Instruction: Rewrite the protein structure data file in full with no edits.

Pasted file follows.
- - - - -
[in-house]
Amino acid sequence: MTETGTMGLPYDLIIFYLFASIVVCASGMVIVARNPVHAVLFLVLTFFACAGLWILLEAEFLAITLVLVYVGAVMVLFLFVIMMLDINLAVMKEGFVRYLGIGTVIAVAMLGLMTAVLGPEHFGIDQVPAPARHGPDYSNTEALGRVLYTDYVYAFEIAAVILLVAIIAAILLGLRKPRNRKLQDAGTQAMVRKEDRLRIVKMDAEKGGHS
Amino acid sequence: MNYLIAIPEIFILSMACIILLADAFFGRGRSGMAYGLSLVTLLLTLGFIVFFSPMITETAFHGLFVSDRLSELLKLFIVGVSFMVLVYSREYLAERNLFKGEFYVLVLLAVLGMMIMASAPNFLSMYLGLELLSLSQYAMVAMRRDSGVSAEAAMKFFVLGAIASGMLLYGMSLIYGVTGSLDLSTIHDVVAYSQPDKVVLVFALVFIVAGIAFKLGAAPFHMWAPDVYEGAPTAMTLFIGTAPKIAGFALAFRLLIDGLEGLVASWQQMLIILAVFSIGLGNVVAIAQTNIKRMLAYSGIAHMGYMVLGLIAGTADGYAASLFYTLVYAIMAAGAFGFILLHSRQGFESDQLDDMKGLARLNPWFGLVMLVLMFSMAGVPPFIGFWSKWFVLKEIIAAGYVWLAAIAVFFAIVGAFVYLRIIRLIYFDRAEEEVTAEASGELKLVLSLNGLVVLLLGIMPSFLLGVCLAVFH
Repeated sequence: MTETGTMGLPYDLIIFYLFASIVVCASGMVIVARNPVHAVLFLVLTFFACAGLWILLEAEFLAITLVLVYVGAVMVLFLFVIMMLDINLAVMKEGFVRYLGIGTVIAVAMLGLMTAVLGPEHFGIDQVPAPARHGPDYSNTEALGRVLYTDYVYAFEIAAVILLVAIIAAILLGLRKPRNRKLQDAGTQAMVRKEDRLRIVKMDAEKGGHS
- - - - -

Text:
[in-house]
Amino acid sequence: MTETGTMGLPYDLIIFYLFASIVVCASGMVIVARNPVHAVLFLVLTFFACAGLWILLEAEFLAITLVLVYVGAVMVLFLFVIMMLDINLAVMKEGFVRYLGIGTVIAVAMLGLMTAVLGPEHFGIDQVPAPARHGPDYSNTEALGRVLYTDYVYAFEIAAVILLVAIIAAILLGLRKPRNRKLQDAGTQAMVRKEDRLRIVKMDAEKGGHS
Amino acid sequence: MNYLIAIPEIFILSMACIILLADAFFGRGRSGMAYGLSLVTLLLTLGFIVFFSPMITETAFHGLFVSDRLSELLKLFIVGVSFMVLVYSREYLAERNLFKGEFYVLVLLAVLGMMIMASAPNFLSMYLGLELLSLSQYAMVAMRRDSGVSAEAAMKFFVLGAIASGMLLYGMSLIYGVTGSLDLSTIHDVVAYSQPDKVVLVFALVFIVAGIAFKLGAAPFHMWAPDVYEGAPTAMTLFIGTAPKIAGFALAFRLLIDGLEGLVASWQQMLIILAVFSIGLGNVVAIAQTNIKRMLAYSGIAHMGYMVLGLIAGTADGYAASLFYTLVYAIMAAGAFGFILLHSRQGFESDQLDDMKGLARLNPWFGLVMLVLMFSMAGVPPFIGFWSKWFVLKEIIAAGYVWLAAIAVFFAIVGAFVYLRIIRLIYFDRAEEEVTAEASGELKLVLSLNGLVVLLLGIMPSFLLGVCLAVFH
Repeated sequence: MTETGTMGLPYDLIIFYLFASIVVCASGMVIVARNPVHAVLFLVLTFFACAGLWILLEAEFLAITLVLVYVGAVMVLFLFVIMMLDINLAVMKEGFVRYLGIGTVIAVAMLGLMTAVLGPEHFGIDQVPAPARHGPDYSNTEALGRVLYTDYVYAFEIAAVILLVAIIAAILLGLRKPRNRKLQDAGTQAMVRKEDRLRIVKMDAEKGGHS